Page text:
When fishing for trout that are so widely spread we need to stick to the standard principles of reasonably clean water and areas where tidal water move bait or habitats that attracts bait. More than ever it is important to hunt for the trout in October, because with our current depressed number of spawning sized speckled trout, there is not enough of these trout to fill all of the good spots.

I have been releasing nearly all the larger trout I catch since around 2017, because of the shockingly low numbers of 20-inch and larger trout I was seeing. This year, I have participated with the non-profit organization Release Over 20, because I see the value in a structured approach to releasing and recording the existence of these bigger fish. Release Over 20 gives you the opportunity to enter a picture and details of 20-inch and larger speckled trout, flounder, and sheepshead that you catch and release, and enters you into a monthly drawing for some awesome prizes. The larger trout are at the prime of their reproductive life being capable of producing 20 times more eggs in a season than a 12-inch trout, but in Louisiana they are only 6% of the total spawning biomass. Participating in the Release Over 20 program increases my excitement of catching bigger trout, helps the productivity of our speckled trout spawn, and has been a great way to meet other anglers from across the Gulf Coast and the East Coast.

Some experiences from October

I was looking for experiential data about trout fishing in early fall, so I reviewed my notes and rewatched all the trip videos from these months on my YouTube channel, Jon Miller Fishing. Despite my evolution in fishing and an instability of estuary conditions over the last six years, there were common themes to be found and a few surprising insights.

Releasing 20-inch and larger speckled trout will return highly productive spawning females to the fishery and help us recover the speckled trout population.

I was surprised how often I caught trout on topwater lures in October. That should not be a huge surprise because the trout are active and feeding in shallow water, but still I do not necessarily associate October with topwater fishing. Not surprising, I also caught a lot of trout on jerk baits from areas ranging from rocks, to submerged grass and marsh lakes. There was also plenty of cork fishing with plastics especially in early October.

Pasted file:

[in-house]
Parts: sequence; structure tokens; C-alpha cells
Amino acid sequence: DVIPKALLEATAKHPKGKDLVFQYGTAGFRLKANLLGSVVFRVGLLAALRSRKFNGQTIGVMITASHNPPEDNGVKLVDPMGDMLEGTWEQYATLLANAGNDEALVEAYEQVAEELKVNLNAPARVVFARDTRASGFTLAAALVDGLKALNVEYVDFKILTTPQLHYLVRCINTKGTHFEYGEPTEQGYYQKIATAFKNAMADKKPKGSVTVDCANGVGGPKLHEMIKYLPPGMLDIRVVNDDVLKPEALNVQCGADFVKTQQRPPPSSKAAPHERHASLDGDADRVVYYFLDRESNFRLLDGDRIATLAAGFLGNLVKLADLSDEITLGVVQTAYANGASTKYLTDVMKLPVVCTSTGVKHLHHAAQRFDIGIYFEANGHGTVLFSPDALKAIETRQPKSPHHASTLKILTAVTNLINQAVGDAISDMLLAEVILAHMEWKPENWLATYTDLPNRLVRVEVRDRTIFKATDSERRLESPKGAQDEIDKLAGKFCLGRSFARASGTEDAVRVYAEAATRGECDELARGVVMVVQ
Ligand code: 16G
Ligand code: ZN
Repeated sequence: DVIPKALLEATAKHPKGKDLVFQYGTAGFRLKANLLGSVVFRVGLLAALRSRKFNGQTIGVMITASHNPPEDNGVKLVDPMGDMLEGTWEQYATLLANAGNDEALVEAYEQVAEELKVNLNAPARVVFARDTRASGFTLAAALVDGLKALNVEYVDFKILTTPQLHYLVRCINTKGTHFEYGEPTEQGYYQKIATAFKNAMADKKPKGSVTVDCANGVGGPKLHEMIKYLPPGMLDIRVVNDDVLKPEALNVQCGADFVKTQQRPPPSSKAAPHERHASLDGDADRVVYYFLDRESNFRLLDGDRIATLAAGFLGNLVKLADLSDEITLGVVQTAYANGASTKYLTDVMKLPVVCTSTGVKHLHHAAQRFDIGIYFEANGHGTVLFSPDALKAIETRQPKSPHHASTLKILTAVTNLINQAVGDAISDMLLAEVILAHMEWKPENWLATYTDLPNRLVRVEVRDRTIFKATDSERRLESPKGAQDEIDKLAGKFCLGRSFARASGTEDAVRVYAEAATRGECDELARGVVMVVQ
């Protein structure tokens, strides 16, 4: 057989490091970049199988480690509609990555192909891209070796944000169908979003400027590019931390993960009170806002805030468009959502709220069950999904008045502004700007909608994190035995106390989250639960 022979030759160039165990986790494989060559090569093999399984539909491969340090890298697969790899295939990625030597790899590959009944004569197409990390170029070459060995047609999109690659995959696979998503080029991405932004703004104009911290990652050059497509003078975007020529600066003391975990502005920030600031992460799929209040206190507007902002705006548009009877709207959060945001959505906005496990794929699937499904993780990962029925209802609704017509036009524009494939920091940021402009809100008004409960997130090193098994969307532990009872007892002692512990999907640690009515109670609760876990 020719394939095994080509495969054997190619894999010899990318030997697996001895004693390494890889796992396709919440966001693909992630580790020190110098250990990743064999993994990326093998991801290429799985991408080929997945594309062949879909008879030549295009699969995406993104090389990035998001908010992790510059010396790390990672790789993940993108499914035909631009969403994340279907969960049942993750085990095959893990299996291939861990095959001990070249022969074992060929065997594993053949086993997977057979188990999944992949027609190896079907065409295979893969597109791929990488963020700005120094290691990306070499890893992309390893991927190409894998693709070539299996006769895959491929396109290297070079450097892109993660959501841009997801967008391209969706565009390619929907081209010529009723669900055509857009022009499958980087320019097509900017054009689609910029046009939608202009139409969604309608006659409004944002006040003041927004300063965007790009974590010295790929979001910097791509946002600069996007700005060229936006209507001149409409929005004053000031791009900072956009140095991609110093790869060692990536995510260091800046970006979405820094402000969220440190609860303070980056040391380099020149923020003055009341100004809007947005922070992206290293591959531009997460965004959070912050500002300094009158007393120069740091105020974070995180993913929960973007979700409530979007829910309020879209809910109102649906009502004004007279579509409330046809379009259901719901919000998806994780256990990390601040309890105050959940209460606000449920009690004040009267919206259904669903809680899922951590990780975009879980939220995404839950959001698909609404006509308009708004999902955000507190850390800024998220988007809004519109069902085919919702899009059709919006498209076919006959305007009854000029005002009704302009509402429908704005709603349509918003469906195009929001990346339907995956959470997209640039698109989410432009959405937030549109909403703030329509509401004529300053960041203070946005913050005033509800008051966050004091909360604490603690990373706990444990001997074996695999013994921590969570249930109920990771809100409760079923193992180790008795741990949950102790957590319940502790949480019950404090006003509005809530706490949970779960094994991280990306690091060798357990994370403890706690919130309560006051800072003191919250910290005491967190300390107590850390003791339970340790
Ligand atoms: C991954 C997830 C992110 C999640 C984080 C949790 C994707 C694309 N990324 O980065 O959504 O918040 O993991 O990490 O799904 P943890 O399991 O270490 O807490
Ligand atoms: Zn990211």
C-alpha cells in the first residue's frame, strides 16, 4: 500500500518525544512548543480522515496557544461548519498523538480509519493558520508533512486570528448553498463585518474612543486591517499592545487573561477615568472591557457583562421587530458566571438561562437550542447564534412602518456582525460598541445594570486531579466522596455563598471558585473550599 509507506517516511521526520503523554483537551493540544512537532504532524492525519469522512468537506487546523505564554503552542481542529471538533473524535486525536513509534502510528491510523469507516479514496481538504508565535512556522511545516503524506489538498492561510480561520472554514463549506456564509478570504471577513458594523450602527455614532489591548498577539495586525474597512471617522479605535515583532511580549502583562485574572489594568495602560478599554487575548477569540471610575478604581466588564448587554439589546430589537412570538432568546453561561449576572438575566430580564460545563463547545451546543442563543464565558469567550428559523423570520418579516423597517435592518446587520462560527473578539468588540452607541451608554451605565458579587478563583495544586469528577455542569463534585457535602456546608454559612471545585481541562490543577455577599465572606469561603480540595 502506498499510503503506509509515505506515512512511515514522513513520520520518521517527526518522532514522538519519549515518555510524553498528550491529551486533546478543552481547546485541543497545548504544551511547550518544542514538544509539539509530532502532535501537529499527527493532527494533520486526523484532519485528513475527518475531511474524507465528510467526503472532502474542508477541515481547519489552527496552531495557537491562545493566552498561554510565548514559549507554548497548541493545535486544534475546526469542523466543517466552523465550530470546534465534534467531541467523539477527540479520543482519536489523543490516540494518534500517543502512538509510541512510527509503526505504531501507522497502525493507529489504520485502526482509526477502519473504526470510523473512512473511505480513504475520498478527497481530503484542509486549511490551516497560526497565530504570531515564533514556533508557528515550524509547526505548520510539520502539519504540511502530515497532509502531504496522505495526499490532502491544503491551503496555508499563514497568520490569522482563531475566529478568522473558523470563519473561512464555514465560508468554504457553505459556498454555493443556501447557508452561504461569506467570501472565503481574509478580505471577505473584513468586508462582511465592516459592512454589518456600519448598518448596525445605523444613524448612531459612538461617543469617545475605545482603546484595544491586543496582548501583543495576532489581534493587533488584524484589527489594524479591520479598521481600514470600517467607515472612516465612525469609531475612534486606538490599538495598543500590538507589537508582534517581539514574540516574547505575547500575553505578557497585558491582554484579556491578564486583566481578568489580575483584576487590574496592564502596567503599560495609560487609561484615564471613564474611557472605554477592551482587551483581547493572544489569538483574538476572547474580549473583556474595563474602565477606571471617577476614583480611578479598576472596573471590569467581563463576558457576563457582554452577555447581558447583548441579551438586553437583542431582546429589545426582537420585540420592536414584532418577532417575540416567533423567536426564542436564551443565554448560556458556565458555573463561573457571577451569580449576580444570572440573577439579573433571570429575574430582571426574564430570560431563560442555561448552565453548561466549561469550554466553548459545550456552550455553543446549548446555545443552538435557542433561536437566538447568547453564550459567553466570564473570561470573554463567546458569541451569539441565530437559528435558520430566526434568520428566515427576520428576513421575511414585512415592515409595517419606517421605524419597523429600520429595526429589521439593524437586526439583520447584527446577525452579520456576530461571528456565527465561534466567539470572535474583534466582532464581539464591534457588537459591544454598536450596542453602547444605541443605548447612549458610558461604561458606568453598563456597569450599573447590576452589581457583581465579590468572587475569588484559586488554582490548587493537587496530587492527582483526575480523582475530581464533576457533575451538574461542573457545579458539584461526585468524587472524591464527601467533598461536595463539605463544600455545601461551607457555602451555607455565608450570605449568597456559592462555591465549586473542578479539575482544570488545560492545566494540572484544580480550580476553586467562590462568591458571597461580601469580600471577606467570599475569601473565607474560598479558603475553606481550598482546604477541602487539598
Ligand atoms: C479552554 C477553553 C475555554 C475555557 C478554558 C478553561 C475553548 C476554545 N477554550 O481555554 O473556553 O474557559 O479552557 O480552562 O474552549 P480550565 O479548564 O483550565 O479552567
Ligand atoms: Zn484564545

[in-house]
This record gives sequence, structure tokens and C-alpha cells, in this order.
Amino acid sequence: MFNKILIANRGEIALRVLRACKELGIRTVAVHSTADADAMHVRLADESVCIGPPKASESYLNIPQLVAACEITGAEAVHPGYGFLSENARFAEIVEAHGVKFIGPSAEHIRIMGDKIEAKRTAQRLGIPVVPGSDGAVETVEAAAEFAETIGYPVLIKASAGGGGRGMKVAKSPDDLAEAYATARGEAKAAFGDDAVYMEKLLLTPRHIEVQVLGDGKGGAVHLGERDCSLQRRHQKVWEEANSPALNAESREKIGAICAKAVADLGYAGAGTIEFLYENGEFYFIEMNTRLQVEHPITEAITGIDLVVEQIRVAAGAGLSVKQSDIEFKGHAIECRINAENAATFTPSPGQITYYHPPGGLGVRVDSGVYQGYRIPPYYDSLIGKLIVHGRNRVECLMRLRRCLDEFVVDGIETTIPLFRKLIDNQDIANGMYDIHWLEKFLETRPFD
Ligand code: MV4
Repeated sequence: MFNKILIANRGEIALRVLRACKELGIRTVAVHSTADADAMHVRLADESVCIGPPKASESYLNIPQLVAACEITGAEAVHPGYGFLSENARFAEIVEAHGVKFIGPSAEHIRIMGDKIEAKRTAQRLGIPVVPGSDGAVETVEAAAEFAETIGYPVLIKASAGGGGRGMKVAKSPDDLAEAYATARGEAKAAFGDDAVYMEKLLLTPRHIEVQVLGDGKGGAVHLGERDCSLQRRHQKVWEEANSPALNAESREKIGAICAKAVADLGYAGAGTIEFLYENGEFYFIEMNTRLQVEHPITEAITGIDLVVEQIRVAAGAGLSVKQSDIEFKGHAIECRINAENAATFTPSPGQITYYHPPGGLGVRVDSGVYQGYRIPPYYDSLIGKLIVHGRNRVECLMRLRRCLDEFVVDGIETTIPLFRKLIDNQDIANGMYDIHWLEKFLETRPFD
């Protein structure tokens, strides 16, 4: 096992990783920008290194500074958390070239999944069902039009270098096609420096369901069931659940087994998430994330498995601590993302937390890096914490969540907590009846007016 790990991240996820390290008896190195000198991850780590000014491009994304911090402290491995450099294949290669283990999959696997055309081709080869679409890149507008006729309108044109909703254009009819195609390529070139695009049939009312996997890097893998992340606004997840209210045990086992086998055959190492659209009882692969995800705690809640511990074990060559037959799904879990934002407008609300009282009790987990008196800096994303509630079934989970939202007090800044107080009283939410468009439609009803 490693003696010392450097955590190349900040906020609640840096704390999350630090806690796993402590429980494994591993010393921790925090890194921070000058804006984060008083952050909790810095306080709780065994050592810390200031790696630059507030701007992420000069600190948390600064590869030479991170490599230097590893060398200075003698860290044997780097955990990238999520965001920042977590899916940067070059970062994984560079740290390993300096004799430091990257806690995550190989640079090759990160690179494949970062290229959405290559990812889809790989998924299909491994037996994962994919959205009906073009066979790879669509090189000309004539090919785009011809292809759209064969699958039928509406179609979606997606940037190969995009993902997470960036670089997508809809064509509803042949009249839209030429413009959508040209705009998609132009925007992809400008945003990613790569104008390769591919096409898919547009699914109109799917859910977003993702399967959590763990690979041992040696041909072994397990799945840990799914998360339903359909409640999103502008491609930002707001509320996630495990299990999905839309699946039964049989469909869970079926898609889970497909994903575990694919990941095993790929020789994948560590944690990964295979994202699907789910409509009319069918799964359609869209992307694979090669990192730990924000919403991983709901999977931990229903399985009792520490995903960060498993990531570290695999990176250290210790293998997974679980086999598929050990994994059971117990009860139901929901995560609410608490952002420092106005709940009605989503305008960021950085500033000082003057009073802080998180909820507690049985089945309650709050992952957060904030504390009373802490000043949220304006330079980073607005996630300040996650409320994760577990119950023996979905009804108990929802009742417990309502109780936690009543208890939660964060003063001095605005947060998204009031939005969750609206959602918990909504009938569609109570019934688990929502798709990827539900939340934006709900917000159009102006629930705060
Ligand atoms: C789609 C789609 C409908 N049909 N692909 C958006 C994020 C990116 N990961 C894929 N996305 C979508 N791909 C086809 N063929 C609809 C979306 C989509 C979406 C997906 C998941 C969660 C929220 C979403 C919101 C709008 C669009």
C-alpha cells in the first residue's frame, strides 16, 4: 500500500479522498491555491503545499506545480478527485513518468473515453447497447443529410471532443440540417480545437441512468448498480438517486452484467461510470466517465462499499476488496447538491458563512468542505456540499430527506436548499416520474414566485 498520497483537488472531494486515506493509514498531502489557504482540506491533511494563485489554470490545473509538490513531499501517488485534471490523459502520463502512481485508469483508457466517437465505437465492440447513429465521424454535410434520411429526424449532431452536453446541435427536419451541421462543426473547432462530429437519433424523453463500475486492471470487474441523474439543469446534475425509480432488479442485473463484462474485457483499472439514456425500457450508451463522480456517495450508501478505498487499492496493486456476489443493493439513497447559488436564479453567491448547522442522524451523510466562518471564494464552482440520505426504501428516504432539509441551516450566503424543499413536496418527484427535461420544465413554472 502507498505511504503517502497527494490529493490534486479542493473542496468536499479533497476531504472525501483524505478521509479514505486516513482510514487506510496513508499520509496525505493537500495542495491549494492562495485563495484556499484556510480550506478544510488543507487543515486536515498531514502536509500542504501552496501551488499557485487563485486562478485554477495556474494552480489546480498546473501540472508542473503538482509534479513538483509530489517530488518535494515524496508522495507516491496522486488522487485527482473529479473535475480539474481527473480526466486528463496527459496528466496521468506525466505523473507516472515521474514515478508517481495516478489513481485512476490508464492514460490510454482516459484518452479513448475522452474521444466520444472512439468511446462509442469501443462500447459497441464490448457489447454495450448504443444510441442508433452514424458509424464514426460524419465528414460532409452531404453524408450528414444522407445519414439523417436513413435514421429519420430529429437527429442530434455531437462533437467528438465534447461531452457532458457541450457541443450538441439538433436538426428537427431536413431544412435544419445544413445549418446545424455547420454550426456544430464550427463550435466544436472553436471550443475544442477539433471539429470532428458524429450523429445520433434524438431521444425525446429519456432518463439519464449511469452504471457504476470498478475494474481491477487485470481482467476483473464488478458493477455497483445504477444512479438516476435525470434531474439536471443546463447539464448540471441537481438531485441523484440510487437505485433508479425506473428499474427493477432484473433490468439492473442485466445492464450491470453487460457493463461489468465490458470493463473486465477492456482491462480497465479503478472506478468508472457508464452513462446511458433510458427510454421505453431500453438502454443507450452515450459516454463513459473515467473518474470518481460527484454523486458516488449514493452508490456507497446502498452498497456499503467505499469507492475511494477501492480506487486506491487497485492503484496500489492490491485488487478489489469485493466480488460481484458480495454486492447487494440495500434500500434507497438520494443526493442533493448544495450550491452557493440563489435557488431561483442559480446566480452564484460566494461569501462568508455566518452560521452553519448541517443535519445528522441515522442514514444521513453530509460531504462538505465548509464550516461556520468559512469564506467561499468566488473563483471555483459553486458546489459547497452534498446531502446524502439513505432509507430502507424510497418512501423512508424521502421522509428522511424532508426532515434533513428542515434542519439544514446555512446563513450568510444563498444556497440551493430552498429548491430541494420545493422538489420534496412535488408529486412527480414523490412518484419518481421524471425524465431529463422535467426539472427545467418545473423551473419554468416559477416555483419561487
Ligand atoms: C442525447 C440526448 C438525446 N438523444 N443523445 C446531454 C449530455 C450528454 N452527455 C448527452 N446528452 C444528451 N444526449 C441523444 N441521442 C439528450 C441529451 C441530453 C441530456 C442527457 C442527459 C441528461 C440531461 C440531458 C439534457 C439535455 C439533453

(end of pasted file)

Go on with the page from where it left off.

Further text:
I also concluded that I should use the drag adjustment more frequently when larger trout are hooked up and have a long handled net ready to quickly deploy. Both of these practices will help me keep bigger trout on the line and land them more securely and in better health. Since I release the larger trout, using a landing net on fish I intend to release is an obvious advantage.

It was also apparent that over the last six years there have been wide swings in water conditions. We dealt with three consecutive years of very high river levels, several damaging hurricanes, and this year we saw record high water temperatures and low river levels. That makes it difficult to establish strongly predictable patterns for inshore fishing over this period of time, but there is still a benefit in knowing the areas where trout were caught.

I caught speckled trout from a wide area of the Mississippi River estuary from barrier islands to lakes, sounds, and inside the marsh. My takeaway from that observation is that I have traveled far and wide in early fall to catch speckled trout. I will choose to see that traveling as intriguing exploration and not let it be a frustration.

About Jon Miller 55 Articles
Jon Miller is an engineer, lifetime fisherman, and host of the YouTube channel Jon Miller Fishing.